Given this background analysis, it should now be less difficult to fathom why, when Minister S.B.Dissanayake recently proposed to the SLFP that the Executive Presidency should not be abolished and that President Sirisena should seek a second term of office, President Sirisena remained seated silently like an Egyptian sphinx. He did not reject Minister Dissanayake’s self-serving and servile proposalas we would have expected him to do, by stating categorically that he would never ever dream of breaking the promises that he had made so publicly and earnestly to all the people of Sri Lanka, just two years earlier.

At the same time, the UNP fears that it cannot, on its own, prevail against a coalition of a united SLFP and a few minor parties. It is, therefore, in the UNP’s political interests to do whatever is possible to keep the SLFP divided more or less equally so that the two fragments would dissipate their energies squabbling with each other but without disintegrating totally. We believe, therefore, that the UNP will not go to the extent of weakening excessively the so-called Joint Opposition.

Having given sufficient room to the SLFPers who are now Ministers in the government to continue to line their pockets handsomely, the UNP has now presumably given the same freedom to at least some of its own members to collect enough money, inter alia, to fill up its coffers to fight the next couple of elections. What I am postulating is that, for the reasons that I have mentioned, there has been little incentive over the past two years for the main political parties to eliminate corruption despite the people’s fervent hopes.

It remains the duty of conscientious citizens to continue with the unending war against corruption and become even more determined whenever even a small battle is won.  CIMOGG’s hope is that, with the passage of time, more and more of our citizens will come to realise that it is only by being vigilant and keeping up the pressure on our MPs that this generation would be able to bequeath to its descendants a less debased country than we now have.

Before concluding my talk, I should like to mention that the phrases “good governance” and “yahapalanaya” were not employed very much by anyone other than CIMOGG until the beginning of the year 2014, which was when we noted that President Mahinda Rajapaksa was beginning to use these terms with increasing frequency.  This was the time when, we believe, President Rajapaksa was warned by Dr P.B.Jayasundara that his lavish spending was going to catch up with him rather sharply in 2015. This was undoubtedly the real reason why the Presidential election was advanced by two years. Once it was decided that an election had to be held, and that, too, as soon as possible after the President’s birthday, his trusted astrologer conjured up an auspicious date, and all of us know what happened thereafter.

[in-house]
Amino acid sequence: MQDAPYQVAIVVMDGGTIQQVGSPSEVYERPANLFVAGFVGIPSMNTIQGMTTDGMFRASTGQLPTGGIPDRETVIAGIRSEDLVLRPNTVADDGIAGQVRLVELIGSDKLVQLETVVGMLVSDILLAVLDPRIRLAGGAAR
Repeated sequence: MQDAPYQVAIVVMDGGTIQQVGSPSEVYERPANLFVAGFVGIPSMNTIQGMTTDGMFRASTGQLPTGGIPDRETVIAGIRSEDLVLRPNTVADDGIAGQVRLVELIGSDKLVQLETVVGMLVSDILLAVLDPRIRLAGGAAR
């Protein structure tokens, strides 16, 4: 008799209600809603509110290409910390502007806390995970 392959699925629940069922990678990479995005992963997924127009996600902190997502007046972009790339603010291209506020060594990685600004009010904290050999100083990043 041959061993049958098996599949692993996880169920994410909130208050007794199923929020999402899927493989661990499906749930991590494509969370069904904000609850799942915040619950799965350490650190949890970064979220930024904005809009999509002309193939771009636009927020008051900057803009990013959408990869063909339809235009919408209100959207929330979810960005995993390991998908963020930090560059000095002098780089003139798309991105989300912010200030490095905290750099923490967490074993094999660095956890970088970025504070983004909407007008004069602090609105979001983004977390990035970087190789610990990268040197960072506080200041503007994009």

I shall now make a few very brief comments on the need for a much better Constitution than we now have.

Our present Constitution allows plenty of room for incompetents and criminals to be elected to Parliament with the sponsorship of unscrupulous party oligarchies. The Constitution should contain the stipulation that election candidates fill in an application form that gives details of their age, gender, secondary education, higher education, professional education and experience, current employment, and a resumé of the social service work that they have done. They should also declare whether they have faced criminal proceedings of any kind and what were the outcomes of such proceedings.  Copies of the completed forms should be distributed to all the households in the electorate so that voters may be able to compare the relative merits of the relevant contestants.

Under the present Constitution, too much unfettered power and discretion are given to the President and to Ministers, who grossly abuse such power and discretion as and when they please.  The President, the Prime Minister and Parliament should be required to concentrate on legislative functions and limit their interference with the functioning of the Judiciary as well as the administrative machinery of government, including especially the Attorney General and the Police. In other words, the separation and independence of the legislative, executive, and judicial functions of the government should be enhanced drastically.

There is much more to be said regarding the Constitution but I have probably exceeded the time allowed to me and shall, therefore, stop here.

Dr A.C.Visvalingam

President, CIMOGG